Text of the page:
Altee Tenpenny – To Care Or Not To Care

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It’s official.

Altee Tenpenny’s gone to Alabama – signed, yet to be sealed and likely to deliver (if he beats out 16 other blue chip running backs who will soon turn the Crimson Tide practice field into The Hunger Games’ arena).

Most Razorback fans had already reconciled themselves to this fact. Tenpenny wasn’t exactly coy in confirming and reconfirming his commitment to Alabama multiple times this past year. Still, in recent months, there was an awful lot of caring poured out on the young man from North Little Rock. Fans believed he could have been a native son savior in the mold of Madre Hill, Cedric Cobbs or Darren McFadden.

Now that he’s off to follow in the footsteps of Mark Ingram and Trent Richardson, to what extent will Arkansas football fans – who’d invested so much emotion in Tenpenny – sever ties with him?

There’s an array of opinions expressed on the message board

Some fans will still try to tune in to watch Tenpenny next season (or whenever he gets on the field) and will root for him against all opponents except Arkansas.

Other fans won’t pay him an ounce of mind.

Count Hogville member “Hognitive Dissonance” in this camp. “I don’t root against players who go out of state,” he/she wrote. “I really don’t. I don’t root for them, either. They become total non-entities to me. I lose track of them and am really not interested in following what happens with them.”

Finally, there is that segment of the population who cannot “unfollow” Tenpenny’s Twitter account fast enough. Indeed, it’s probable were there a Twitter account titled “Unfollowing Tenpenny,” they would follow it.

“To me, if you’re from Arkansas and you have an Arkansas offer and choose to go elsewhere, you become from that place,” wrote Dogtown Donkey. “I no longer associate you with being an Arkansan. Doesn’t mean I hate you or want to see you fail, just means I don’t give a flip about you.”

I believe where Arkansans fall in this spectrum of apathy depends on a) how much they have emotionally invested into Arkansas Razorbacks athletics vs. b) how much they love the game of college football regardless of the people playing it.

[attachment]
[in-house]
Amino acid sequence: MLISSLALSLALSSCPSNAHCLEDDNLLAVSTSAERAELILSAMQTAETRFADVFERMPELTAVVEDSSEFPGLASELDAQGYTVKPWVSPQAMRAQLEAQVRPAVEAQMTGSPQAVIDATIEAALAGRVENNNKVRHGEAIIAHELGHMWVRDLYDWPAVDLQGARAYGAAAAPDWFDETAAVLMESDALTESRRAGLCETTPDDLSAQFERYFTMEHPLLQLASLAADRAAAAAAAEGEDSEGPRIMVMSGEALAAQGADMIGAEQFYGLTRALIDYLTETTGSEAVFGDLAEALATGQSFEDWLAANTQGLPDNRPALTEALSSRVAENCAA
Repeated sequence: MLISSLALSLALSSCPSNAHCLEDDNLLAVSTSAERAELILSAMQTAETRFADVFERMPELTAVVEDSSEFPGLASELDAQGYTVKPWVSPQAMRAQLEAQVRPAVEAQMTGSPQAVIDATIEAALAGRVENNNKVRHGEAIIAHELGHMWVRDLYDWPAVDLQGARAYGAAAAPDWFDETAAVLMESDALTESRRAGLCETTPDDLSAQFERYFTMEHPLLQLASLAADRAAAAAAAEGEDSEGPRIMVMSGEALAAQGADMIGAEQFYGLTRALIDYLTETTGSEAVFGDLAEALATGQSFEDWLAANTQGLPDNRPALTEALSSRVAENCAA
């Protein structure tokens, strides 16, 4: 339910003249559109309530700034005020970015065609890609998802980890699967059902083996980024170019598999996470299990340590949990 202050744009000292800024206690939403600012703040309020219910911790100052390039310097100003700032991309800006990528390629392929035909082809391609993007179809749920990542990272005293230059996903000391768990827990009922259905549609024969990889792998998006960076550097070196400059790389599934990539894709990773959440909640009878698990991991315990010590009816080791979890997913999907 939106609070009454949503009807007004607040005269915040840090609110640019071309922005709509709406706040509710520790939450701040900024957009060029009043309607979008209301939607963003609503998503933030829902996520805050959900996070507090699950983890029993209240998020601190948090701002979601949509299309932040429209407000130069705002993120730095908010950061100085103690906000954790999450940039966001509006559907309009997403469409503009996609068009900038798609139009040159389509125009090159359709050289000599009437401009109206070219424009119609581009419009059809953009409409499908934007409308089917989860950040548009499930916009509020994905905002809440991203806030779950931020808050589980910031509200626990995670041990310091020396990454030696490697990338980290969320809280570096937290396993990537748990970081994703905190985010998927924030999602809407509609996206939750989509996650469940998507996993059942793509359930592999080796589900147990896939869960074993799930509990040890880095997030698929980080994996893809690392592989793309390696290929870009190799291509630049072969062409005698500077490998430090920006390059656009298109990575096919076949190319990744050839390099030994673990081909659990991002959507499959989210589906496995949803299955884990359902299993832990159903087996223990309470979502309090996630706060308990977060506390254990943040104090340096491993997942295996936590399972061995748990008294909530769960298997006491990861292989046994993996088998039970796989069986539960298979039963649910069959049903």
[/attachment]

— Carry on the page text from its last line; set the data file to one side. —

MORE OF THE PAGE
I’m emotionally invested in the Hogs, and likely always will be, but I love the sport itself more. And I love the sport specifically because of great players like Tenpenny. So, even if he signed with BYU-Hawaii, I’d still make a point of watching and rooting for him next season. No matter where he ends up, I’ll still care.

No longer considering a kid as an Arkansan because he leaves the state seems extreme, but I wonder if part of the reason some fans feel this way is because Arkansas doesn’t have a major pro team. In other places, a beloved prep star may leave his state to attend college somewhere else, but the people back home know there’s a chance the native son could one day return to play for the area’s pro team.

An example is Chicago native Derrick Rose. The basketball star could have attended the University of Illinois, but instead chose the University of Memphis because he wanted a better platform for the pros. And, it just so turned out, he was able to return to Chicago and has become the most beloved Bull since Michael Jordan.

If Arkansas had pro football, fans would not be as bummed about Tenpenny’s Alabama defection. He could still return one day to play for the state’s NFL team.

There’s a chance something like this could still happen to Tenpenny.

In the next few seasons, Alabama’s running back depth will save him much wear and tear on his body (indeed, being a “low-mileage” back is a key selling point in Alabama’s recruiting philosophy). This, combined with experience gained from daily practice against Crimson Tide defense and Nick Saban’s coaching, could make Tenpenny a top-notch pro prospect three years down the line.

If he successfully uses Alabama as a platform to the pros, and the great success he finds at that next level just so happens to be with the Dallas Cowboys, something tells me Arkansans will again embrace this prodigiously talented prodigal son with wide open arms.


Tenpenny didn’t flip to the Hogs. How much will you still care about him?

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Evin Demirel has spent the last few months interviewing Tenpenny and his inner circle about the recruiting process. The resulting feature article published Wednesday on SBNation Longform. Follow Demirel here.

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